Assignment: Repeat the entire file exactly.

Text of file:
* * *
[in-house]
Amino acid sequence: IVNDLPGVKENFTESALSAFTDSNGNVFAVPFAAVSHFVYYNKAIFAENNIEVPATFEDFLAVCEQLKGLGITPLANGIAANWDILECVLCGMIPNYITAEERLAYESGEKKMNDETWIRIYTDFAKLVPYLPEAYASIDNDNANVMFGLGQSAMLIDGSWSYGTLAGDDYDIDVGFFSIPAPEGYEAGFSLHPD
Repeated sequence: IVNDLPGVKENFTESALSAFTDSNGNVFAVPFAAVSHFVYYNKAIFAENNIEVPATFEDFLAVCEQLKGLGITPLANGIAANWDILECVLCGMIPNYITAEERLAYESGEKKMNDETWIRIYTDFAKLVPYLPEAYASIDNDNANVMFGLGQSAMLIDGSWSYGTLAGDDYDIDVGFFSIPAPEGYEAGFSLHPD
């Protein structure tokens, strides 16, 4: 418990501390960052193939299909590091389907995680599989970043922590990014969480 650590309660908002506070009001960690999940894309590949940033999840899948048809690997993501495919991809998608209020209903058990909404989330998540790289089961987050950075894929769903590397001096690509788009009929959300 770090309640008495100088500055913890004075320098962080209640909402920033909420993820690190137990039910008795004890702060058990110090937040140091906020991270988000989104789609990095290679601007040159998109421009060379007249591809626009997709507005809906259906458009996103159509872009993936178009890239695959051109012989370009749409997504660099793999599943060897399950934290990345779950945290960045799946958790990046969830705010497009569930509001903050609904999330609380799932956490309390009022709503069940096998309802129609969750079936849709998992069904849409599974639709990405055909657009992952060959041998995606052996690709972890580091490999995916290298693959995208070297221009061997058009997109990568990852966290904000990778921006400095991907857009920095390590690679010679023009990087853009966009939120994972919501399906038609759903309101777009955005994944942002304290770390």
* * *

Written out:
[in-house]
Amino acid sequence: IVNDLPGVKENFTESALSAFTDSNGNVFAVPFAAVSHFVYYNKAIFAENNIEVPATFEDFLAVCEQLKGLGITPLANGIAANWDILECVLCGMIPNYITAEERLAYESGEKKMNDETWIRIYTDFAKLVPYLPEAYASIDNDNANVMFGLGQSAMLIDGSWSYGTLAGDDYDIDVGFFSIPAPEGYEAGFSLHPD
Repeated sequence: IVNDLPGVKENFTESALSAFTDSNGNVFAVPFAAVSHFVYYNKAIFAENNIEVPATFEDFLAVCEQLKGLGITPLANGIAANWDILECVLCGMIPNYITAEERLAYESGEKKMNDETWIRIYTDFAKLVPYLPEAYASIDNDNANVMFGLGQSAMLIDGSWSYGTLAGDDYDIDVGFFSIPAPEGYEAGFSLHPD
């Protein structure tokens, strides 16, 4: 418990501390960052193939299909590091389907995680599989970043922590990014969480 650590309660908002506070009001960690999940894309590949940033999840899948048809690997993501495919991809998608209020209903058990909404989330998540790289089961987050950075894929769903590397001096690509788009009929959300 770090309640008495100088500055913890004075320098962080209640909402920033909420993820690190137990039910008795004890702060058990110090937040140091906020991270988000989104789609990095290679601007040159998109421009060379007249591809626009997709507005809906259906458009996103159509872009993936178009890239695959051109012989370009749409997504660099793999599943060897399950934290990345779950945290960045799946958790990046969830705010497009569930509001903050609904999330609380799932956490309390009022709503069940096998309802129609969750079936849709998992069904849409599974639709990405055909657009992952060959041998995606052996690709972890580091490999995916290298693959995208070297221009061997058009997109990568990852966290904000990778921006400095991907857009920095390590690679010679023009990087853009966009939120994972919501399906038609759903309101777009955005994944942002304290770390």